Sports shoe firms toe the fashion line

As the battle rages for market share in the trainer market, fashion fights performance

SBHD: As the battle rages for market share in the trainer market, fashion fights performance

When a company with a declining market share, under intense pressure from its closest rivals and looking a sad fourth in the market sacks its top marketers, it could be explained on the grounds that they carried the can for failure.

But when the trio had only been at the sports shoe manufacturer Hi-Tec Sports since November, the move seems a little harsh. Charles Kirchner, Janine Hawkins and Simon Curry moved to the firm en masse from Rothmans with a brief to develop a long-term strategic marketing plan.

Those plans seem now to have been dumped in favour of short-term measures. The company has paid a penalty for building its range on the white trainer market, which is in relative decline compared with other sectors. It is now cutting the number of lines it produces as a result of growing competition from US giants Nike and Reebok.

The company, the largest indigenous UK sports footwear manufacturer, saw its domestic market share fall from 14 per cent in 1990 (£111m) to nine per cent (£80m) in just four years. While the value of US rivals market shares rose by between 39 per cent and 26 per cent.

Hi-Tec has faced stiff competition from Nike and Reebok in the UK, and was badly damaged by the heavy discounting the two majors sparked off in 1992. Like other sports footwear marketers, Hi-Tec finds itself involved in walking a tightrope between fashion and sports performance.

The market is also experiencing rapid segmentation. The relative decline in white trainers is being replaced by the “brown” sector – walking and hiking boots – and Hi-Tec sees activity in this growth area as its route to recovery. Those with the best balance and the flexibility to exploit the segmentation will survive.

“Fashion follows function,” says Peter Reynolds, who is working on the UK launch of the Aero sports shoe. “Nike became fashionable because it proved it was functional.”

Reynolds points to two brands which have put fashion before function with big marketing campaigns and have “tripped up”. These are British Knights and LA Gear, which have “spent a lot of money on marketing which has not been matched by sales”. But LA Gear says more than half of UK trainer sales are for leisure only. Marketing manager Sara Borland says LA Gear’s campaign at the end of last year helped increase sales of its children’s trainers by 75 per cent.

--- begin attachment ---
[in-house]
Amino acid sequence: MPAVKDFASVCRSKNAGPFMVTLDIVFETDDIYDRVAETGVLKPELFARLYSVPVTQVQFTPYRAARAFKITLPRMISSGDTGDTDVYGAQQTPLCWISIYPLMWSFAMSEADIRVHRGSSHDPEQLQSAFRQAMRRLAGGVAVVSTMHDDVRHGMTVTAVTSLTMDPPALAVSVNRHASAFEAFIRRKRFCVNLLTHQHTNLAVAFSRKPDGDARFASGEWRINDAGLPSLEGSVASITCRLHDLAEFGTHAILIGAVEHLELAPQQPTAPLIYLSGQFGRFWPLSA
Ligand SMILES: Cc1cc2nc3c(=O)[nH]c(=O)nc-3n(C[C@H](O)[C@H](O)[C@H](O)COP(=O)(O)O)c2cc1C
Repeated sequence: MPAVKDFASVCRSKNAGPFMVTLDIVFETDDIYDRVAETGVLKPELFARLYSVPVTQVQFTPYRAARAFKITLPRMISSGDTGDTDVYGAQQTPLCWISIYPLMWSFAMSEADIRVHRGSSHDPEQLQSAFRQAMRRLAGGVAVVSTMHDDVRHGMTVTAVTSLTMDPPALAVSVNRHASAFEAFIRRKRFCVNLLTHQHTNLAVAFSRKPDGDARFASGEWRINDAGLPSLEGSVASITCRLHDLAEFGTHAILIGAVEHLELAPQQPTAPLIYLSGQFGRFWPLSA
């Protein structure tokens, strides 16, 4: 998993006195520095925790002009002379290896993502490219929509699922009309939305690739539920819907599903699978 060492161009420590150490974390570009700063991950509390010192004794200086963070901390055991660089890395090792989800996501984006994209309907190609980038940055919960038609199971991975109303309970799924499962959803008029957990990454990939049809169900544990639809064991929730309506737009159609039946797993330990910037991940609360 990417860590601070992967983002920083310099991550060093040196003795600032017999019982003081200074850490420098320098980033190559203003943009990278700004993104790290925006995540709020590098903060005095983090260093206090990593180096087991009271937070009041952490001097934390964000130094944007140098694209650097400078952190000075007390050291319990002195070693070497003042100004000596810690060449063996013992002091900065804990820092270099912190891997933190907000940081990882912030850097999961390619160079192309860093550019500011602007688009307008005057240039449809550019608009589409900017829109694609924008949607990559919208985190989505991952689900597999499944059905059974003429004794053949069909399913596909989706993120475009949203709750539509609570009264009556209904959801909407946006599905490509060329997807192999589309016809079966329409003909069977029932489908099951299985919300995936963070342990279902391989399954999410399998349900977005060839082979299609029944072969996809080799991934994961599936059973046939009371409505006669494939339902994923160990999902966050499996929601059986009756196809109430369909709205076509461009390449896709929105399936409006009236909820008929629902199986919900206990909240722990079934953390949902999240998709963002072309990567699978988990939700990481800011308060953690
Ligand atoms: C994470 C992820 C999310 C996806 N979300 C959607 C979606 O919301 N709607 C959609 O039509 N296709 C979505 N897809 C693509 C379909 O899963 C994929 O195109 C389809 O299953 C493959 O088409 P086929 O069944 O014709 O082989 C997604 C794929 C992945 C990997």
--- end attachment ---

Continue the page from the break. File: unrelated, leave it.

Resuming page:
While the fashion side yields higher margins, the fickle nature of youth trends means shares can shift fast. Many manufacturers were caught on the hop at the end of the Eighties by a shift from sports shoes as fashion accessory to authentic sportswear.

Bob Sheard, marketing manager of Converse, which has thrived on sales of its Retro basketball boot, says: “The sports retailers share the same costs as fashion retailers, but operate on lower margins. So the retail profile has moved from performance to a cross-over with sports fashionwear.”

Mike Perry of Nike’s UK ad agency Simons Palmer Denton Clemmow & Johnson agrees that the fashion end of the market fuelled late Eighties’ growth.

The company has poured money into innovation and developing new sectors – investing in segmentation.

Nike is vying with Reebok for market leadership, with 17 per cent against Reebok’s 18 per cent. But Nike has the advantage of being able to charge a 20 per cent premium to its branded rivals, and up to 50 per cent more than retailer own-brands.

All the manufacturers claim the high ground of “performance” for their products. They say their trainers have the heritage and authority to carry them across shifting trends. But some observers see dangers for manufacturers which are cashing in on the “retro” market, the trend towards wearing sports shoes of the early Seventies.

One says the resurgence of brands such as Adidas, which overtook Hi-Tec in the UK last year, and Puma, on the back of Seventies chic, could be short-lived, leaving those companies high and dry when trends change.

However, Adidas head of marketing Barry Hunter says the brand’s strength is based on its heritage and credibility. He accepts that there are rapid shifts in market shares, and claims Adidas has added five percentage points over the past year which would give it a market share of the sort it has not experienced since the Seventies.

The tarnished images of many of the sports heroes employed to sell sports shoes has fuelled the nostalgia-drive. But whether Adidas and Puma are able to re-establish their brands in the long term will depend on their ability to communicate glamour and technical strengths.

Nike and Reebok may see their market shares decline in the short term, but the investment they have made in the UK should assure their positions as leaders. For Hi-Tec, which has sacrificed its strategic approach for what appears to be a short-term campaign, the outcome could be very different.

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